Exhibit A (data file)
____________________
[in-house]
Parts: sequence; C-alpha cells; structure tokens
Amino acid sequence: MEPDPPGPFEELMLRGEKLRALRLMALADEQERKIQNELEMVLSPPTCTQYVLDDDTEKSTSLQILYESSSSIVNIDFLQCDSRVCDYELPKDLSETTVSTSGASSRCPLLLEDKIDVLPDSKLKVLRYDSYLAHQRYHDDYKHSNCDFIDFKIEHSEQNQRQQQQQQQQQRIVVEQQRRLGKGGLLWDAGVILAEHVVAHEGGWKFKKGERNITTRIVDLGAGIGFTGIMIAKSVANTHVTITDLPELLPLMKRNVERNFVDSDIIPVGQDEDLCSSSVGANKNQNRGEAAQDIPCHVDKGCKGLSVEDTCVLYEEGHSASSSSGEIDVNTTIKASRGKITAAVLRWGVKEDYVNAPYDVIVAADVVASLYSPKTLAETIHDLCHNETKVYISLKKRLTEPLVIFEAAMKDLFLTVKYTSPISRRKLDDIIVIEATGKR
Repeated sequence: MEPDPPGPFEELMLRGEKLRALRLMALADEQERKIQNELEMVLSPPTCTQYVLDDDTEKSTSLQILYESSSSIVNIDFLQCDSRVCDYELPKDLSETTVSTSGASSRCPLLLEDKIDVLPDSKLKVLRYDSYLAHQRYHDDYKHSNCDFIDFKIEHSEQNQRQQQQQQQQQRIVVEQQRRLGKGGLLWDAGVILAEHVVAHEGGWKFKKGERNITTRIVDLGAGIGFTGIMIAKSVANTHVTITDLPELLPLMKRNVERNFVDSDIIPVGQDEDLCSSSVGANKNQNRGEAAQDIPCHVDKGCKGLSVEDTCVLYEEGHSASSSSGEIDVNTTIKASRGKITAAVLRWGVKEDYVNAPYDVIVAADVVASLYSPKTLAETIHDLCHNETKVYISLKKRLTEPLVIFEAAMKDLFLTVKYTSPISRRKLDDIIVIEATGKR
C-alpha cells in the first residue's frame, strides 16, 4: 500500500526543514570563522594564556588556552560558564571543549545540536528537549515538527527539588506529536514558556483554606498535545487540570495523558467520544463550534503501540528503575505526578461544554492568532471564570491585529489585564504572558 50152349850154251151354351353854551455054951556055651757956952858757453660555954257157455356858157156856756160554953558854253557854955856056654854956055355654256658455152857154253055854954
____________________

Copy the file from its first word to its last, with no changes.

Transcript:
[in-house]
Parts: sequence; C-alpha cells; structure tokens
Amino acid sequence: MEPDPPGPFEELMLRGEKLRALRLMALADEQERKIQNELEMVLSPPTCTQYVLDDDTEKSTSLQILYESSSSIVNIDFLQCDSRVCDYELPKDLSETTVSTSGASSRCPLLLEDKIDVLPDSKLKVLRYDSYLAHQRYHDDYKHSNCDFIDFKIEHSEQNQRQQQQQQQQQRIVVEQQRRLGKGGLLWDAGVILAEHVVAHEGGWKFKKGERNITTRIVDLGAGIGFTGIMIAKSVANTHVTITDLPELLPLMKRNVERNFVDSDIIPVGQDEDLCSSSVGANKNQNRGEAAQDIPCHVDKGCKGLSVEDTCVLYEEGHSASSSSGEIDVNTTIKASRGKITAAVLRWGVKEDYVNAPYDVIVAADVVASLYSPKTLAETIHDLCHNETKVYISLKKRLTEPLVIFEAAMKDLFLTVKYTSPISRRKLDDIIVIEATGKR
Repeated sequence: MEPDPPGPFEELMLRGEKLRALRLMALADEQERKIQNELEMVLSPPTCTQYVLDDDTEKSTSLQILYESSSSIVNIDFLQCDSRVCDYELPKDLSETTVSTSGASSRCPLLLEDKIDVLPDSKLKVLRYDSYLAHQRYHDDYKHSNCDFIDFKIEHSEQNQRQQQQQQQQQRIVVEQQRRLGKGGLLWDAGVILAEHVVAHEGGWKFKKGERNITTRIVDLGAGIGFTGIMIAKSVANTHVTITDLPELLPLMKRNVERNFVDSDIIPVGQDEDLCSSSVGANKNQNRGEAAQDIPCHVDKGCKGLSVEDTCVLYEEGHSASSSSGEIDVNTTIKASRGKITAAVLRWGVKEDYVNAPYDVIVAADVVASLYSPKTLAETIHDLCHNETKVYISLKKRLTEPLVIFEAAMKDLFLTVKYTSPISRRKLDDIIVIEATGKR
C-alpha cells in the first residue's frame, strides 16, 4: 500500500526543514570563522594564556588556552560558564571543549545540536528537549515538527527539588506529536514558556483554606498535545487540570495523558467520544463550534503501540528503575505526578461544554492568532471564570491585529489585564504572558 50152349850154251151354351353854551455054951556055651757956952858757453660555954257157455356858157156856756160554953558854253557854955856056654854956055355654256658455152857154253055854954